Four American Academy Fellows, responding to the restrictions and limits of the Covid era, have produced sculptures that are installed up and down the Janiculum hill, accessible to AAR residents and passers-by. Animating the pine groves of the Doria-Pamphilij park and the portico of Bramante’s Tempietto, as well as the courtyards of the American Academy’s main building, these
site-specific works invite viewers to re-engage with familiar spaces and explore new vistas. This balance of stasis and movement is perfectly suited to a spring of tentatively hopeful reopenings in Rome.
Katy Barkan, 2021 Rome Prize in Architecture; Francesca Berni, 2021 ENEL Italian Fellow in Architecture, Urban Design, and Landscape Architecture; Sara Enrico, 2021 Fondazione Sviluppo e Crescita CRT Italian Fellow in Visual Arts; and Corinna Gosmaro, 2021 Fondazione Sviluppo e Crescita CRT Italian Fellow in Visual Arts.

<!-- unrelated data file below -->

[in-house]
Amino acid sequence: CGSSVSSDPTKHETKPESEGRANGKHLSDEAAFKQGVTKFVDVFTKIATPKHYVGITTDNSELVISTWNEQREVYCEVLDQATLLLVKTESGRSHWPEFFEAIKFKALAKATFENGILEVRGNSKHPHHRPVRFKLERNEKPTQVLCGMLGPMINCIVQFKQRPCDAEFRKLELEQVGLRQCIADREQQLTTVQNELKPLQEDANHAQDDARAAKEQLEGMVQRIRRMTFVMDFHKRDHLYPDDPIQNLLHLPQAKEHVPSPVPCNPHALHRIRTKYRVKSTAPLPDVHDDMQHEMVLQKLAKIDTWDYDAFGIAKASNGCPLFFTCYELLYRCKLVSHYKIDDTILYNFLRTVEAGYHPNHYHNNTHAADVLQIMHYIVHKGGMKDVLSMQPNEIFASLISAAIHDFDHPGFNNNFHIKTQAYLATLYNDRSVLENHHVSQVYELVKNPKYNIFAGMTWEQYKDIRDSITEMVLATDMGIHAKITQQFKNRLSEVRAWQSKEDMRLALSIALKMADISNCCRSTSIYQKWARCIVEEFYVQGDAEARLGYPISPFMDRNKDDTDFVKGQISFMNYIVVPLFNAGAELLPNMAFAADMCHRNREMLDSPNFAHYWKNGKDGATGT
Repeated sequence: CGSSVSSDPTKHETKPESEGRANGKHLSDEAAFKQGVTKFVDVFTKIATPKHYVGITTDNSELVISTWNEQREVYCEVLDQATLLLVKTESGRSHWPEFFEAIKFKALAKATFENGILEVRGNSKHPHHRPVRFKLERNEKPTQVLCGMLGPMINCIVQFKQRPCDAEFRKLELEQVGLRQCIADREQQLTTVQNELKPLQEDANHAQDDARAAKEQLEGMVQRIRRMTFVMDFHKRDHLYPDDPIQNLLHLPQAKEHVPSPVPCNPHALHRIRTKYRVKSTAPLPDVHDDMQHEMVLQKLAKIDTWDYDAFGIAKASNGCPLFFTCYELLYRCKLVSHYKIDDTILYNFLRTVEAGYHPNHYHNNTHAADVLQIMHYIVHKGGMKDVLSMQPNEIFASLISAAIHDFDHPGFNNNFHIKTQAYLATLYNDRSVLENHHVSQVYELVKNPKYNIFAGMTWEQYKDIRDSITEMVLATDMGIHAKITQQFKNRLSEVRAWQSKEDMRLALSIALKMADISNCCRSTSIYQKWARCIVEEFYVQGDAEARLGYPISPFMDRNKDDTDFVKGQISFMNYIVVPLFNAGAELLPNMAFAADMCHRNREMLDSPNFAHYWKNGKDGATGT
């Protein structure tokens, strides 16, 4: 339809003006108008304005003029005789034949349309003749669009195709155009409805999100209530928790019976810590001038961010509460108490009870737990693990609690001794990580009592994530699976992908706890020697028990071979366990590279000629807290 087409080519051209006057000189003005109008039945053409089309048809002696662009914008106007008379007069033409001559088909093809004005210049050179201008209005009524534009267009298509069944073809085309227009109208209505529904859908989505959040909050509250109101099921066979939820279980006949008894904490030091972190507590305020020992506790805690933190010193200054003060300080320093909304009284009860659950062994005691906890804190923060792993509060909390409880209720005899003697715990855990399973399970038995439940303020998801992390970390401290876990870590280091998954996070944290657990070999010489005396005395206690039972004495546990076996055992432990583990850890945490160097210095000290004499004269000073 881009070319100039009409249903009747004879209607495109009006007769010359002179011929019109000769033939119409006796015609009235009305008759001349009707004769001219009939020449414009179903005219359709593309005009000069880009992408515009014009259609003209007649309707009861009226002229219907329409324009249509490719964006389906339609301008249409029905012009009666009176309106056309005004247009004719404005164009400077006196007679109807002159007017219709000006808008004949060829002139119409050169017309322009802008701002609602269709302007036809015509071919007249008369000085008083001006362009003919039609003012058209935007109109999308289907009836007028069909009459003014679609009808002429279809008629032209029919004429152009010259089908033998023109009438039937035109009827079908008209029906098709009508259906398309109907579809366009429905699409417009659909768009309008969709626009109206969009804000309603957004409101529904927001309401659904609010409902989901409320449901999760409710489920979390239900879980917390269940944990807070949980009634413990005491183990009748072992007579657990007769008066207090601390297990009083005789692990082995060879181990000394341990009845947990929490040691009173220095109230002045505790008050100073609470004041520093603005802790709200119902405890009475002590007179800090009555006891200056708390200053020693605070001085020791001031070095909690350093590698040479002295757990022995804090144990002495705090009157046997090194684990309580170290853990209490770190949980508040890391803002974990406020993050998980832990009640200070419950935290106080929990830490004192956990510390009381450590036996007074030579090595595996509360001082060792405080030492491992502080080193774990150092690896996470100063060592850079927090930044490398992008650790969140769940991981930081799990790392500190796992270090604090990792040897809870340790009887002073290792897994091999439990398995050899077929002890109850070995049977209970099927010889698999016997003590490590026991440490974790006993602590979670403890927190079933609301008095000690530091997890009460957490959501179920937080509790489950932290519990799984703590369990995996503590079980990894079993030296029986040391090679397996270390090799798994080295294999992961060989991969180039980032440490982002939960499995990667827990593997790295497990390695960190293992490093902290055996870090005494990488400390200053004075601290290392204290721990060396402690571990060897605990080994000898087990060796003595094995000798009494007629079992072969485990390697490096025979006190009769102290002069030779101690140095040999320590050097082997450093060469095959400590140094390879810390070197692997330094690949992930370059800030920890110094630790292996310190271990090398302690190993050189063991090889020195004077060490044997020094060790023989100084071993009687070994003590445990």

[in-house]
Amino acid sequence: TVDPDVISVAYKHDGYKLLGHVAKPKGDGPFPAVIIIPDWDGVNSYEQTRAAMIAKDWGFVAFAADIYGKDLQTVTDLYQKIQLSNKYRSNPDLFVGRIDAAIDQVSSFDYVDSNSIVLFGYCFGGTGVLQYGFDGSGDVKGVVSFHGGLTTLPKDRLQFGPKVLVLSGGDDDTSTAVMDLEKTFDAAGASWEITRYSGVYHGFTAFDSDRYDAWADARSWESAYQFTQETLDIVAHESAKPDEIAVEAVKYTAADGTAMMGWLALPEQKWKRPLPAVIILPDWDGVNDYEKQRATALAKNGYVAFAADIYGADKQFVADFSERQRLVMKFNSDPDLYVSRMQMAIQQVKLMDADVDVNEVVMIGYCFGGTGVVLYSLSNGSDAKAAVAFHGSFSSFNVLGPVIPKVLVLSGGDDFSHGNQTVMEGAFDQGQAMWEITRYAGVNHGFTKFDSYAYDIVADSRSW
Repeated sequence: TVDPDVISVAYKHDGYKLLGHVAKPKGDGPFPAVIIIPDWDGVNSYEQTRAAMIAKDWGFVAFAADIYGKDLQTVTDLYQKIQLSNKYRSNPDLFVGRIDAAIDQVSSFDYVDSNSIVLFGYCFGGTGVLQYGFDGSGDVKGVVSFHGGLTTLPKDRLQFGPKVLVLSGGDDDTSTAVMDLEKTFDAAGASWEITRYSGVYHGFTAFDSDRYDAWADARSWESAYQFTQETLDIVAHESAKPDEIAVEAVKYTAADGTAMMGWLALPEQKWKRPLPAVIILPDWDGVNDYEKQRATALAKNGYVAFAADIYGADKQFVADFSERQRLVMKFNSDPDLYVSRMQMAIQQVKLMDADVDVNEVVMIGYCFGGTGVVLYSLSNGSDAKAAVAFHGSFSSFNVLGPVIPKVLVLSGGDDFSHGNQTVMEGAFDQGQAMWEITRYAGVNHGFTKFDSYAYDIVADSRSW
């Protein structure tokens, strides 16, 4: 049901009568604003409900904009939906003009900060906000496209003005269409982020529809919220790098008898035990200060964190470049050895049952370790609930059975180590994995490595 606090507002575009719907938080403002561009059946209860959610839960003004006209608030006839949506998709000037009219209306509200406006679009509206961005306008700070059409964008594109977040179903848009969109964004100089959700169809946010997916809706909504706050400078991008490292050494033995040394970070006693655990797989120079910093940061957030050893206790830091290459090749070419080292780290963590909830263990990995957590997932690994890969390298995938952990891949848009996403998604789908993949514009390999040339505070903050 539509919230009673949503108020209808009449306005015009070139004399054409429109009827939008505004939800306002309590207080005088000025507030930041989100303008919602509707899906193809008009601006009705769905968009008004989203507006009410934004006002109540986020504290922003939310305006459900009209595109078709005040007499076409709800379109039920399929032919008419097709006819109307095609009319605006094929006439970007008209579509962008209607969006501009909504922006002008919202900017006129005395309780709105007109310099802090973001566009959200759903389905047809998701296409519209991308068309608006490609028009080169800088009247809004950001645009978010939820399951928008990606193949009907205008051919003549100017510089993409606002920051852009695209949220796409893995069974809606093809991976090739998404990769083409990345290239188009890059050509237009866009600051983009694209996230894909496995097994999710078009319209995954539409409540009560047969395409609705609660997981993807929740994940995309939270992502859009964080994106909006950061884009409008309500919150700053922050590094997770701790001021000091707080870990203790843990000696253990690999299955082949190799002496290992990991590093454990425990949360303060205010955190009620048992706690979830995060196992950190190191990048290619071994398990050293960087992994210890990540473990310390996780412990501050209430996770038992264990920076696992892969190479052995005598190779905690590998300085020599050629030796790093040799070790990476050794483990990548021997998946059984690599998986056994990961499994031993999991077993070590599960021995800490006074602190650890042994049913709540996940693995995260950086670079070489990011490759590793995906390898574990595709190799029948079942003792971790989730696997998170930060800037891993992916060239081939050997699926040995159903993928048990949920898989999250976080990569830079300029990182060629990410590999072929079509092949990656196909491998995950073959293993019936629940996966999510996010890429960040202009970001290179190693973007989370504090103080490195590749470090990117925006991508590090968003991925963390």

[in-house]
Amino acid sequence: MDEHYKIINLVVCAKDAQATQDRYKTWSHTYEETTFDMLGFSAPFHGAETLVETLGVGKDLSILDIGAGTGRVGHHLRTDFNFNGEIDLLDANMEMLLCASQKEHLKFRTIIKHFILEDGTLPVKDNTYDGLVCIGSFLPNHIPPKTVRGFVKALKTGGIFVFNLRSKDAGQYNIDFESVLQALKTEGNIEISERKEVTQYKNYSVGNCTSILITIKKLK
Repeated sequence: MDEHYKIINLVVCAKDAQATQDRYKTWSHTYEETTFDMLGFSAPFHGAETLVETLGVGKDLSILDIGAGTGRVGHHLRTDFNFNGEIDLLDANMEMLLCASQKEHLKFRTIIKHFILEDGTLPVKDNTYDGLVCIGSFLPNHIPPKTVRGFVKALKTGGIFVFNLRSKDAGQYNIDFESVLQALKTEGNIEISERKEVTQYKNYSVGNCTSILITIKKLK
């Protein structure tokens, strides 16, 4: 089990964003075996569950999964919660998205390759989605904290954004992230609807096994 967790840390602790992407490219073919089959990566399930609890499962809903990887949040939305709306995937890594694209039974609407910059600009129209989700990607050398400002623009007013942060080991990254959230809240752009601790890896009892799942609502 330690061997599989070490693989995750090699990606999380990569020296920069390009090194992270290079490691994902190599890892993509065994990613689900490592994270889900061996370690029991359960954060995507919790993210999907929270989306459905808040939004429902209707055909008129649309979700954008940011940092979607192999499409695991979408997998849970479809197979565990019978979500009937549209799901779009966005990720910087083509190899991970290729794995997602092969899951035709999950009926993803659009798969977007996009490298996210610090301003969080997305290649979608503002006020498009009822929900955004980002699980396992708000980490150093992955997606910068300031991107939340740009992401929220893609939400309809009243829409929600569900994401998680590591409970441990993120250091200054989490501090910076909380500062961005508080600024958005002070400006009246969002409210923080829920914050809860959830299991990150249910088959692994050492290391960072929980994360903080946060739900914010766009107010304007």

Streetscapes has realized thanks to Adele Chatfield-Taylor and John Guare Fund for the Arts.
“Rome is a big fold.” We can begin to locate Sara Enrico’s undertakings at the American Academy in this recent statement. RGB (skin) 2021 continues Enrico’s manipulation of textiles, printed and wrapped around a foam core, as well as her exploration of transformative, overlapping artistic processes: a digital scan materialized on fabric; a membrane that becomes a body; data that is next to a picture and then a sculpture. The basis of her approach is firm, even as new contexts inspire. Rome, endlessly folded back upon itself, is a particularly resonant space for her evolving body of work. We spy Enrico’s latest sculptural ensemble through the imposing fence that separates the American Academy from the street. Its elements recline and rise up from the lawn, in a chorus of activity. Perhaps they play together, or perhaps they rest. They are architectural, theatrical, and mysterious. We cannot assess their weight from a distance, nor how they might fit together. In fact, they are carefully carved out of a single block of foam, so that one element might nest within another. This play between geometry and whimsy is typical of Enrico’s work, as she moves between the functional and the fantastical.
Text by Elizabeth Rodini